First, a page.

Brød is Danish for bread. The mystifying pronunciation of this deceptively short little word is a source of endless mockery among non-Danish speakers. B is the only letter that is recognizable to an English-speaker. To the untrained ear, the Ø sounds roughly equivalent to the double O in “book,” but most Danes will not recognize it if you try to say it that way. The Danish D has different pronunciations depending on where it is in the word; when at the end, it is pronounced like a cross between D and L, a sound that foreigners can only approximate by sticking their tongues out while trying to pronounce L. Even Norwegians and Swedes cannot master it. You might be able to approximate the word brød by swallowing the I in the word “broil” and sticking your tongue out at the end, but I would not suggest it as you might injure yourself in the process.
Danish bread is distinctly unlike what we call bread in America, even so-called French or Italian bread, and comes in a much wider variety of genres, none of which are white. The general characteristics of brød is that it’s usually, to varying degrees: moist, dark, dense and uneven in texture, sometimes unleavened, and can include seeds, nuts, unground grain kernels, and dried fruit. It is the polar opposite in every way of the white, fluffy, smooth, stuff Americans think of as bread. I have only seen Wonder bread being consumed here once, and that was by ducks.
I haven’t fully learned all the nuances of brød. I can say that all the various genres are much more flavorful than any other type of bread I’ve eaten. Jewish rye and pumpernickel, and Russian wheat bread pale in comparison. The silly little poppy or carroway seeds atop these breads are no match for the pumpkin and sunflower seeds on brød. Grinding grains is for sissies. Brød is made from wheat has just stripped its chaff and jumped directly into the oven. Some brød is leavened, but the classic brød we associate with Denmark, the kind used to make the classic open-faced sandwich “smørrebrod,” is a very dark, very compact, very moist, unleavened affair served in miniature, squared off loaves. This form of brød is usually about 4x4 inches square (How much is that in centimeters? Who knows!) and cut in thin slices. It’s a fuel-efficient bread that can be consumed in much smaller quantities than air-infused American bread, for the same effect.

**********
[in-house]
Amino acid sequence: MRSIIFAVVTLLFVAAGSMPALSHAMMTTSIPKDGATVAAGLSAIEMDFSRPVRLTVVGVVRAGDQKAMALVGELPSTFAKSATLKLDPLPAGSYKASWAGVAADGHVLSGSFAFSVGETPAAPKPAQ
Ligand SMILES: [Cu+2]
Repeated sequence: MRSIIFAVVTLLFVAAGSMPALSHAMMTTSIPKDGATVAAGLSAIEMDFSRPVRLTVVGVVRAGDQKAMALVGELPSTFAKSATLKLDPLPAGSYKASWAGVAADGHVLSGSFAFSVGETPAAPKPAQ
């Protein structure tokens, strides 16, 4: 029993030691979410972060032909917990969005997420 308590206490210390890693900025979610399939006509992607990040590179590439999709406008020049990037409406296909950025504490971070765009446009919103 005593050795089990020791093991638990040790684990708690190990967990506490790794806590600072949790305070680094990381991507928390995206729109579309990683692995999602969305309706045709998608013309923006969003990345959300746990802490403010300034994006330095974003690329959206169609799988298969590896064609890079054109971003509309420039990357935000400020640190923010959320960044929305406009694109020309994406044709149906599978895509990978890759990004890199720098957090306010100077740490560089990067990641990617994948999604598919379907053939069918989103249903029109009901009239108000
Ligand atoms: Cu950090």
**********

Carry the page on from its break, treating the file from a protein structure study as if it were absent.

The regional delicacy smørrebrød is more or less the Danish national food. Smør, by the way, is Danish for butter, so literally translated it means “butter bread.” Smørrebrød consists of a half a slice of the appropriate type of flat, moist, dark unleavened bread, also called rugbrød, buried under a pile of stuff, which can range from amazing cold cuts, to cheese, to egg salad, to pickled herring, to “laks” (Salmon), similar to the Jewish lox, usually with a dollop of some kind of cream and a spring of fresh herb, or a garnish of olive or pickle, or whatever is lying around. Underneath the pile is a schmear of smør, by which I mean, a layer of butter almost as thick as the bread itself. They are delightful little things packed with ummy cholesterol (although the bread itself is apparently very low in fat), that are eaten with a knife and fork in about 3-4 bites. You can eat maybe 2 or 3 of them before running out of room since they are so dense. They are totally delicious and one of my favorite things on earth.
I've been on a quest to find smørrebrød since arriving here, and the first time was somewhat unsatisfying. Although the “laks” were delicious, it was not on the right kind of bread. In the meantime, I made my own attempt at approximating smørrebrod from available ingredients at the ITU canteen:
But then on Saturday JOY! I stopped by this restaurant I'd been wanting to try, Under Elmen, and they had it on the menu! It was PERFECT. Not only that, but I was told this was a particularly Danish variation: Bacon and potatoes! YAY!